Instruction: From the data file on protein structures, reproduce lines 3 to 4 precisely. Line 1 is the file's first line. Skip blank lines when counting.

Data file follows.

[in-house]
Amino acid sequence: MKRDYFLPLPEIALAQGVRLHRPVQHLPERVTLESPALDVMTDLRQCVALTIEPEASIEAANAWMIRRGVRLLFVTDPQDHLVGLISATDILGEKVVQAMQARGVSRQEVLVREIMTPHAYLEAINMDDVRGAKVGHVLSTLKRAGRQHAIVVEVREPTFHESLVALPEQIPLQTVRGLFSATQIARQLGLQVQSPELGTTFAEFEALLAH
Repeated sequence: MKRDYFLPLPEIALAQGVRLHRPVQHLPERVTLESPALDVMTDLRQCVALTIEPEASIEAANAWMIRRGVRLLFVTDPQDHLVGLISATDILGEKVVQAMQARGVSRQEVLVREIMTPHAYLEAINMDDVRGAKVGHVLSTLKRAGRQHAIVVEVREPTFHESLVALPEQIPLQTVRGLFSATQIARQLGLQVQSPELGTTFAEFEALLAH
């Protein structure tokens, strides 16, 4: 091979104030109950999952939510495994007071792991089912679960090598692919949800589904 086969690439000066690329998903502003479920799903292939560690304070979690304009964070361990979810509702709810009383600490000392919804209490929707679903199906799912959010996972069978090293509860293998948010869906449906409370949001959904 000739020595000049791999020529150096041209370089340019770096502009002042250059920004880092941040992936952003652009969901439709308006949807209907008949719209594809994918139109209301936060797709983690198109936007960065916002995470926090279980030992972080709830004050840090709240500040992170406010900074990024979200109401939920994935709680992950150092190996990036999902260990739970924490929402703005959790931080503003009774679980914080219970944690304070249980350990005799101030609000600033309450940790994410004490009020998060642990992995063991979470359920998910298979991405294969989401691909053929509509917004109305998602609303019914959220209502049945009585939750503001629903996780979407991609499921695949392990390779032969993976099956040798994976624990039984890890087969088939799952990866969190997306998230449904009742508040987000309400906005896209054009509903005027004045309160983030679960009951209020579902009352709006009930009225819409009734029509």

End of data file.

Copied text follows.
Repeated sequence: MKRDYFLPLPEIALAQGVRLHRPVQHLPERVTLESPALDVMTDLRQCVALTIEPEASIEAANAWMIRRGVRLLFVTDPQDHLVGLISATDILGEKVVQAMQARGVSRQEVLVREIMTPHAYLEAINMDDVRGAKVGHVLSTLKRAGRQHAIVVEVREPTFHESLVALPEQIPLQTVRGLFSATQIARQLGLQVQSPELGTTFAEFEALLAH
């Protein structure tokens, strides 16, 4: 091979104030109950999952939510495994007071792991089912679960090598692919949800589904 086969690439000066690329998903502003479920799903292939560690304070979690304009964070361990979810509702709810009383600490000392919804209490929707679903199906799912959010996972069978090293509860293998948010869906449906409370949001959904 000739020595000049791999020529150096041209370089340019770096502009002042250059920004880092941040992936952003652009969901439709308006949807209907008949719209594809994918139109209301936060797709983690198109936007960065916002995470926090279980030992972080709830004050840090709240500040992170406010900074990024979200109401939920994935709680992950150092190996990036999902260990739970924490929402703005959790931080503003009774679980914080219970944690304070249980350990005799101030609000600033309450940790994410004490009020998060642990992995063991979470359920998910298979991405294969989401691909053929509509917004109305998602609303019914959220209502049945009585939750503001629903996780979407991609499921695949392990390779032969993976099956040798994976624990039984890890087969088939799952990866969190997306998230449904009742508040987000309400906005896209054009509903005027004045309160983030679960009951209020579902009352709006009930009225819409009734029509």